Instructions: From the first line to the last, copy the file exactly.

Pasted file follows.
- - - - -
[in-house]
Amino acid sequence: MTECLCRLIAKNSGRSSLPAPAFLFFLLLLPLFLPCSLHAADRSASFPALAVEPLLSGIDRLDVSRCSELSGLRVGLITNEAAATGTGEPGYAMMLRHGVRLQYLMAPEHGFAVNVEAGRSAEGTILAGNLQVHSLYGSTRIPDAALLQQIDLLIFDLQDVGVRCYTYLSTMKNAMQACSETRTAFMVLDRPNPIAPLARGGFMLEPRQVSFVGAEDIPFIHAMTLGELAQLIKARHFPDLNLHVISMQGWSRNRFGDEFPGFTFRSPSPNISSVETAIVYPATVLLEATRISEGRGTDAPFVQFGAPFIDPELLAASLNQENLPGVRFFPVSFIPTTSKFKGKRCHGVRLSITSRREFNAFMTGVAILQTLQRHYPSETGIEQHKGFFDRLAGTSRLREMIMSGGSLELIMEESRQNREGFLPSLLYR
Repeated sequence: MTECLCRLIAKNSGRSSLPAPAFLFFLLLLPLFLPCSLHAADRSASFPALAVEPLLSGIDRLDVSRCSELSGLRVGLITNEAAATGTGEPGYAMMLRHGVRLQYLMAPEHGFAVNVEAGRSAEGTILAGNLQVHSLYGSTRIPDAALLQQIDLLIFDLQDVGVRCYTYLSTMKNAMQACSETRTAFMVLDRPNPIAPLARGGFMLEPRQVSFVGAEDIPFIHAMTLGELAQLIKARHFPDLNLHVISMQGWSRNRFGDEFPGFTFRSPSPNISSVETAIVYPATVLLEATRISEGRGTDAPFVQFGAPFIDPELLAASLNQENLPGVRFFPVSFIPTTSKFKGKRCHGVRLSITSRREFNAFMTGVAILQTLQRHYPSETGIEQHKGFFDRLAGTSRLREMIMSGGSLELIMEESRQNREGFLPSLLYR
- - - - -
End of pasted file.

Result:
[in-house]
Amino acid sequence: MTECLCRLIAKNSGRSSLPAPAFLFFLLLLPLFLPCSLHAADRSASFPALAVEPLLSGIDRLDVSRCSELSGLRVGLITNEAAATGTGEPGYAMMLRHGVRLQYLMAPEHGFAVNVEAGRSAEGTILAGNLQVHSLYGSTRIPDAALLQQIDLLIFDLQDVGVRCYTYLSTMKNAMQACSETRTAFMVLDRPNPIAPLARGGFMLEPRQVSFVGAEDIPFIHAMTLGELAQLIKARHFPDLNLHVISMQGWSRNRFGDEFPGFTFRSPSPNISSVETAIVYPATVLLEATRISEGRGTDAPFVQFGAPFIDPELLAASLNQENLPGVRFFPVSFIPTTSKFKGKRCHGVRLSITSRREFNAFMTGVAILQTLQRHYPSETGIEQHKGFFDRLAGTSRLREMIMSGGSLELIMEESRQNREGFLPSLLYR
Repeated sequence: MTECLCRLIAKNSGRSSLPAPAFLFFLLLLPLFLPCSLHAADRSASFPALAVEPLLSGIDRLDVSRCSELSGLRVGLITNEAAATGTGEPGYAMMLRHGVRLQYLMAPEHGFAVNVEAGRSAEGTILAGNLQVHSLYGSTRIPDAALLQQIDLLIFDLQDVGVRCYTYLSTMKNAMQACSETRTAFMVLDRPNPIAPLARGGFMLEPRQVSFVGAEDIPFIHAMTLGELAQLIKARHFPDLNLHVISMQGWSRNRFGDEFPGFTFRSPSPNISSVETAIVYPATVLLEATRISEGRGTDAPFVQFGAPFIDPELLAASLNQENLPGVRFFPVSFIPTTSKFKGKRCHGVRLSITSRREFNAFMTGVAILQTLQRHYPSETGIEQHKGFFDRLAGTSRLREMIMSGGSLELIMEESRQNREGFLPSLLYR